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CDC Refines “Close Contact” Guidelines

The U.S. Centers for Disease Control and Prevention (CDC) has refined its guidelines regarding what is considered a “close contact” exposure to COVID-19. In previous guidance, the CDC defined a close contact exposure as being within six feet of an infected person for 15 consecutive minutes or longer, though the CDC noted that this was a rule of thumb and other factors could influence the likelihood of exposure. On October 21, 2020, the CDC updated its guidance to state that a person should be considered to have had a close contact exposure if the person was within six feet of an infected individual “for a cumulative total of 15 minutes or more over a 24-hour period.” (Emphasis added.) The CDC continues to recommend determining such close contacts starting from two days prior to the infected person’s onset of symptoms or positive COVID-19 test, whichever occurs first, until the time the infected person meets the CDC’s criteria for discontinuing home isolation.

While on the surface this may not appear to be a significant change, the revised guidance may have a substantial impact on employers’ COVID-19 mitigation practices in the workplace. For example, under CDC guidelines and many state and local guidelines, individuals should be quarantined for 14 days after having had a close contact exposure or otherwise having been exposed to COVID-19. Accordingly, many employers rely on social distancing and other precautions in the workplace to minimize or eliminate the instances in which employees are within six feet of each other for 15 minutes or longer. The overall goal of these distancing practices is minimizing the number of employees who may be affected by quarantine requirements in the event someone in the workplace becomes infected.

Under previous guidelines, employees who were briefly (i.e., for less than 15 minutes) within six feet of an infected individual would not have been considered to have had close contact and therefore would not need to quarantine for 14 days. Under the revised guidelines, in order to determine who has had a close contact exposure and thereby should be sent home for 14 days to self-monitor for symptoms, employers should attempt to determine the cumulative amount of time that personnel were within six feet of an infected individual over the course of a 24-hour period. In many work environments, this change will increase the number of employees whom employers will need to send home for quarantine following a COVID-19 case. (Under the CDC’s critical infrastructure guidelines, employers may continue to permit critical infrastructure workers to work onsite following such an exposure as long as the exposed workers remain asymptomatic.) It is likely most state and local health authorities will update their respective guidelines accordingly.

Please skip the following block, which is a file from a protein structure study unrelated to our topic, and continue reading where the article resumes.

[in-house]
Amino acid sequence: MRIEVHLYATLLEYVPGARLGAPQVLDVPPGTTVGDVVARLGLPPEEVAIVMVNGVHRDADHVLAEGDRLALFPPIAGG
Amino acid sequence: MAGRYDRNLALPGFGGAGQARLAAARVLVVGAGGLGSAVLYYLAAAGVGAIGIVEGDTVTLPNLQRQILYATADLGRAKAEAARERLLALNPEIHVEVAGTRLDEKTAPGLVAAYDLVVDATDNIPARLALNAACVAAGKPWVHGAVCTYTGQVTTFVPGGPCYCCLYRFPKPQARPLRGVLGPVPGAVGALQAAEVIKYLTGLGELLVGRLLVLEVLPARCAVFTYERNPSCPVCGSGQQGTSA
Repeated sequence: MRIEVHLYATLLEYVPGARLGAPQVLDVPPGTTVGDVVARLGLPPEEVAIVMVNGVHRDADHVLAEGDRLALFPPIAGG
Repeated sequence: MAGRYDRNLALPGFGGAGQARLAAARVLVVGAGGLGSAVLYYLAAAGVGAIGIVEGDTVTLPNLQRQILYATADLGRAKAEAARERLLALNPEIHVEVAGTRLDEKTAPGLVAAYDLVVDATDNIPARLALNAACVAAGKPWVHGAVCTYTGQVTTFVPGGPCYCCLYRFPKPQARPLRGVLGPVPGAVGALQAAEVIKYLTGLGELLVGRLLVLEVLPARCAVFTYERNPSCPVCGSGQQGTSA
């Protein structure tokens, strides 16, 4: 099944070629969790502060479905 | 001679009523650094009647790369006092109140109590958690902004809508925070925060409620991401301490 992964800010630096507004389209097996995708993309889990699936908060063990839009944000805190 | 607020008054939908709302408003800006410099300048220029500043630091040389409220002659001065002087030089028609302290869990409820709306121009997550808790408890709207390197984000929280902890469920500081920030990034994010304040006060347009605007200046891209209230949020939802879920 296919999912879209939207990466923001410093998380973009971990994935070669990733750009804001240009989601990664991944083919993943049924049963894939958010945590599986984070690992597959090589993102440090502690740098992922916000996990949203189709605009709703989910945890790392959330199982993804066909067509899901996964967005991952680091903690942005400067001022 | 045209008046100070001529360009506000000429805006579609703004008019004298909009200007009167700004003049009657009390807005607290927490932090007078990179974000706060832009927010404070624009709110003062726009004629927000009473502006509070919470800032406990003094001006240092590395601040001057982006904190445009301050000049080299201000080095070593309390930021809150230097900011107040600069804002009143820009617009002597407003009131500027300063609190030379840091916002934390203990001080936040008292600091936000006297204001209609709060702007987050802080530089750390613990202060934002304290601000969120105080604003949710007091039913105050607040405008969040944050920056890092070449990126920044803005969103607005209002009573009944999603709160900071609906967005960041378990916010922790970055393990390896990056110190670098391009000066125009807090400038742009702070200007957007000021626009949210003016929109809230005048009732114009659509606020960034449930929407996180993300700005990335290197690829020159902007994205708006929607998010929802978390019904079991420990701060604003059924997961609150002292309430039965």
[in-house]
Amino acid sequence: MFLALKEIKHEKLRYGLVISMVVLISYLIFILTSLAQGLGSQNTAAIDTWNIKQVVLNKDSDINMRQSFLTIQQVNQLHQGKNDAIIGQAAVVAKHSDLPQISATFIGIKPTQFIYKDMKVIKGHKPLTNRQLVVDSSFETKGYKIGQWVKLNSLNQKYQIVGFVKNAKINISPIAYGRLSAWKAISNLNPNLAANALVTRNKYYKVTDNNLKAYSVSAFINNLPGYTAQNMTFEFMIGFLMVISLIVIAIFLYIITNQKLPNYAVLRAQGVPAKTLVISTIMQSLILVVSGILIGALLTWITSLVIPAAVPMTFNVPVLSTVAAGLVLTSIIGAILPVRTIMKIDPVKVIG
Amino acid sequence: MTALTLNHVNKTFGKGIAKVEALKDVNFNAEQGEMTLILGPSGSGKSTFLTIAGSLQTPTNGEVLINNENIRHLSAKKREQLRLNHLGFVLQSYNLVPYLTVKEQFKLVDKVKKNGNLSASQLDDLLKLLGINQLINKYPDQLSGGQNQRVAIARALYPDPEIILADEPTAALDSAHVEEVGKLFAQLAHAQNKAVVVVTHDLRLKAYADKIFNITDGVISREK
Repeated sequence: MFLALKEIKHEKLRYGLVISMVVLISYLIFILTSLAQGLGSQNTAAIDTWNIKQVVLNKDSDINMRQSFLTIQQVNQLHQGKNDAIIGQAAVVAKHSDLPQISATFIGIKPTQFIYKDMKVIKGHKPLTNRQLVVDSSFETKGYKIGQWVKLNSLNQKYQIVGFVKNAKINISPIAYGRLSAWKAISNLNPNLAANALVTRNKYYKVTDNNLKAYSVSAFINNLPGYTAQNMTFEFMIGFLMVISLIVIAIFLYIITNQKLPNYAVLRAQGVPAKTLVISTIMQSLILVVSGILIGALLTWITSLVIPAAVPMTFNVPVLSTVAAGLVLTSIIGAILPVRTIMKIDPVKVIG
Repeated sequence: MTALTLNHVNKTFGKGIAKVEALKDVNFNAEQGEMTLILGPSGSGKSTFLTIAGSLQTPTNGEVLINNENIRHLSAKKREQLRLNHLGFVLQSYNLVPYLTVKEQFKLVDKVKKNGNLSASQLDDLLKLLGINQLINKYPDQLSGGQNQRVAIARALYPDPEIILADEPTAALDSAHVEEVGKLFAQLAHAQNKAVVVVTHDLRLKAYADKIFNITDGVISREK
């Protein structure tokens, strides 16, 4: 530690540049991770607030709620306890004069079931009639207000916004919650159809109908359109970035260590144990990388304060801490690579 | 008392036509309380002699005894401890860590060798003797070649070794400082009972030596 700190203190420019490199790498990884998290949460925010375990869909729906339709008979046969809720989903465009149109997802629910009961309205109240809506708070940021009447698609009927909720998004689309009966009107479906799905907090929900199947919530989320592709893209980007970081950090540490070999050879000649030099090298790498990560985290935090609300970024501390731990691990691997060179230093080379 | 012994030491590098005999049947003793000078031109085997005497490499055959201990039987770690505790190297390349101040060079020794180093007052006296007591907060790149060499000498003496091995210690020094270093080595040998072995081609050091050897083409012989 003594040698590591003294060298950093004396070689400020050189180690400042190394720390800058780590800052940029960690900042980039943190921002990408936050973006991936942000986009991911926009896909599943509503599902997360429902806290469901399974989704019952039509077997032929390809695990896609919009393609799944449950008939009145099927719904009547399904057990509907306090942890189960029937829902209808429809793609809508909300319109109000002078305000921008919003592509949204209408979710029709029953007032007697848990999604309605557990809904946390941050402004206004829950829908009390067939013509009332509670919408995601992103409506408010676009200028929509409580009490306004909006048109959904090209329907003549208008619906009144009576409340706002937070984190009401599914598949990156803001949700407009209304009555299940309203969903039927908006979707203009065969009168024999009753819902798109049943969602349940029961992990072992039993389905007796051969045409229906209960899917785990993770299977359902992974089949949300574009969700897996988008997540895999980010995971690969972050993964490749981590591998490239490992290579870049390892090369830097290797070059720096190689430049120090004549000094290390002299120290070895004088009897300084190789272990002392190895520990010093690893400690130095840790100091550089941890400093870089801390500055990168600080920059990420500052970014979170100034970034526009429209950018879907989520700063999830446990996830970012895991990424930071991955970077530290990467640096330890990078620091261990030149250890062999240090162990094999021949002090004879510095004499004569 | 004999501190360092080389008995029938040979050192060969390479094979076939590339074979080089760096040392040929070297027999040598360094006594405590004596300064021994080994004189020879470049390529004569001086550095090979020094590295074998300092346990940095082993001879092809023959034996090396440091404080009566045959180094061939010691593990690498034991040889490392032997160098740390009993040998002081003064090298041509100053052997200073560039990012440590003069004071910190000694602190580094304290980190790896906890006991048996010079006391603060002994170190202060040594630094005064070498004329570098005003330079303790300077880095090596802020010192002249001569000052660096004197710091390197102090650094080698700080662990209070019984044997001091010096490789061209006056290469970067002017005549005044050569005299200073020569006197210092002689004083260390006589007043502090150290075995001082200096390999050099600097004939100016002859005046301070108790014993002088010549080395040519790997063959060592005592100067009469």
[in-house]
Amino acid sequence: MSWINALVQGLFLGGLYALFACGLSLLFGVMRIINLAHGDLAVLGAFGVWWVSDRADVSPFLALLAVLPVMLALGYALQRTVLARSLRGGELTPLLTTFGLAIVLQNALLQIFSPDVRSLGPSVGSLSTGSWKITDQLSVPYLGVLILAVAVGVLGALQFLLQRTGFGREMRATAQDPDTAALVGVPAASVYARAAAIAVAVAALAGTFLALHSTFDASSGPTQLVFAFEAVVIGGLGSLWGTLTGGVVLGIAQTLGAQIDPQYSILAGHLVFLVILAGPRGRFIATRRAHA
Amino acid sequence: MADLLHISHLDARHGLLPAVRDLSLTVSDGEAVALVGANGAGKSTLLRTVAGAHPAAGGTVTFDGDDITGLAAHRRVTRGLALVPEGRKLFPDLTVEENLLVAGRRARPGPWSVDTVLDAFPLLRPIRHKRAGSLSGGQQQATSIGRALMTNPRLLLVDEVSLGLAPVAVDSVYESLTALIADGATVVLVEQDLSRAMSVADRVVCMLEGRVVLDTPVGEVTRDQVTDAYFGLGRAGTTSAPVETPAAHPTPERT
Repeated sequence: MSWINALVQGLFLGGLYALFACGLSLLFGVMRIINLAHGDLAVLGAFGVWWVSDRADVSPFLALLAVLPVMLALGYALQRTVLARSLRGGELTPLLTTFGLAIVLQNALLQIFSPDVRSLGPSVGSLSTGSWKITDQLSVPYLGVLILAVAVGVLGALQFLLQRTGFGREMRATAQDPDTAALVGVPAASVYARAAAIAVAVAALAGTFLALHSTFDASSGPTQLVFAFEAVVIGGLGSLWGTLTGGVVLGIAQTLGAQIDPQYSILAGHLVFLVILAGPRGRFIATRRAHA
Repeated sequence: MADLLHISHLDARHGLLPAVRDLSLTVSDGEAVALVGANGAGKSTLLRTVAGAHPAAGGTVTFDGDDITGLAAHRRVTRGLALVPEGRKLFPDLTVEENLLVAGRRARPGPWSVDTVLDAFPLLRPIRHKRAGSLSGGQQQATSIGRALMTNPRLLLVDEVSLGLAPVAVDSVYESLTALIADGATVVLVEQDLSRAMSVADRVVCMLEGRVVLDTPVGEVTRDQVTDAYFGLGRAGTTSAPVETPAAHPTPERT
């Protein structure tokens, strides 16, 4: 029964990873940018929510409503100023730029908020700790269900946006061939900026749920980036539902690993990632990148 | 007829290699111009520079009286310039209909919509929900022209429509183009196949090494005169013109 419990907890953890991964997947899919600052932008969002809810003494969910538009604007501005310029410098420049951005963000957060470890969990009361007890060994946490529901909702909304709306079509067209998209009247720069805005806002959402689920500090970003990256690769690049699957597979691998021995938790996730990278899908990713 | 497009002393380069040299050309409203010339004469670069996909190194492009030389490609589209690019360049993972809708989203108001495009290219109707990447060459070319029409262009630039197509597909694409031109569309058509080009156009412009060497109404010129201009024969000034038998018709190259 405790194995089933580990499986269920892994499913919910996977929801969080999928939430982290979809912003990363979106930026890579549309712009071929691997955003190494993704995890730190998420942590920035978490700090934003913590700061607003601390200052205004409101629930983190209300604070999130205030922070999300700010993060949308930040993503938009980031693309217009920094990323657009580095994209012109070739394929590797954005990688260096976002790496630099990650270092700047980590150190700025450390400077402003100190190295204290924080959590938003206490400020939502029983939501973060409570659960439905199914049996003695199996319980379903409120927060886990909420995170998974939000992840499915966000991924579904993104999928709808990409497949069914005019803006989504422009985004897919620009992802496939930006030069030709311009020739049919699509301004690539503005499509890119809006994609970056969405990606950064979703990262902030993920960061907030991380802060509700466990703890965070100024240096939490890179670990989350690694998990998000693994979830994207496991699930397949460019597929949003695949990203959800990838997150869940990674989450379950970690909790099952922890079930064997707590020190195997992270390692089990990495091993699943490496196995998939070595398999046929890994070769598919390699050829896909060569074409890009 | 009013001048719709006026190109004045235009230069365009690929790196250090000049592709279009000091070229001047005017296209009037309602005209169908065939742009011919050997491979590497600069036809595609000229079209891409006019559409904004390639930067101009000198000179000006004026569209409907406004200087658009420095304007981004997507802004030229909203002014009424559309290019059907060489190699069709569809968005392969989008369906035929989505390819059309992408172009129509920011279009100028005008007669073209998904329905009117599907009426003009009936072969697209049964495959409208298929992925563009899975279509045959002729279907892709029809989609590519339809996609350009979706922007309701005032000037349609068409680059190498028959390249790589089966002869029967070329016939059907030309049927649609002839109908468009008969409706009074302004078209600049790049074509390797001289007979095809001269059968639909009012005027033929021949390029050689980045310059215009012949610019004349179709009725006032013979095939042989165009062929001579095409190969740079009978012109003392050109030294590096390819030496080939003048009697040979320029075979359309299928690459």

The bottom line is that employers may want to review and update their COVID-19 prevention and mitigation procedures in two distinct ways to account for the revised definition of close contact:

  1. First, when faced with a COVID-19 case in the workplace, employers now may want to determine whether anyone was within six feet of the infected individual for a cumulative amount of time of 15 minutes or longer during any 24-hour period going back two days prior to the infected individual’s developing symptoms or testing positive for COVID-19 (i.e., the date the test specimen was collected, not the date results were learned), whichever occurs first.
  2. Second, to the extent employers are proactively trying to minimize the time employees are within six feet of each other, they must take into account not only the duration but also the frequency of such encounters. For example, if employees previously met in a small conference room for 10 minutes each day to discuss work issues, the employer may want to change the frequency of such meetings to every other day.
© 2020, Ogletree, Deakins, Nash, Smoak & Stewart, P.C., All Rights Reserved.National Law Review, Volume X, Number 297
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About this Author

Michael Oliver Eckard Employment Attorney Ogletree Deakins
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Michael Oliver Eckard is a shareholder in the Charleston and Atlanta offices and has been an employment lawyer at Ogletree his entire legal career. Michael represents companies in labor, employment, restrictive covenant, and wage and hour matters in the health care, manufacturing, chemicals, hospitality, transportation and logistics, and retail industries, among others. He regularly advises companies on human resources and labor policy issues. Michael represents his clients in many types of employment litigation matters, including wrongful termination claims, sexual harassment claims,...

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